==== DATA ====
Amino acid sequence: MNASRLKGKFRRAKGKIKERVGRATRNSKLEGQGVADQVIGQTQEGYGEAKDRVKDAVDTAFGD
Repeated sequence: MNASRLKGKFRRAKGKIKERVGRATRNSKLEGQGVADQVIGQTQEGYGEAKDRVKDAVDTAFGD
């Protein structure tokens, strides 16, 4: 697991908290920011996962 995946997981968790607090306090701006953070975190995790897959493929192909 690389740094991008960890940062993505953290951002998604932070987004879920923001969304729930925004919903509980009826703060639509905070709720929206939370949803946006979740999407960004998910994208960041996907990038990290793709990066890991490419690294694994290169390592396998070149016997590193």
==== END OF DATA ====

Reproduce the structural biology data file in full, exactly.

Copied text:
Amino acid sequence: MNASRLKGKFRRAKGKIKERVGRATRNSKLEGQGVADQVIGQTQEGYGEAKDRVKDAVDTAFGD
Repeated sequence: MNASRLKGKFRRAKGKIKERVGRATRNSKLEGQGVADQVIGQTQEGYGEAKDRVKDAVDTAFGD
């Protein structure tokens, strides 16, 4: 697991908290920011996962 995946997981968790607090306090701006953070975190995790897959493929192909 690389740094991008960890940062993505953290951002998604932070987004879920923001969304729930925004919903509980009826703060639509905070709720929206939370949803946006979740999407960004998910994208960041996907990038990290793709990066890991490419690294694994290169390592396998070149016997590193």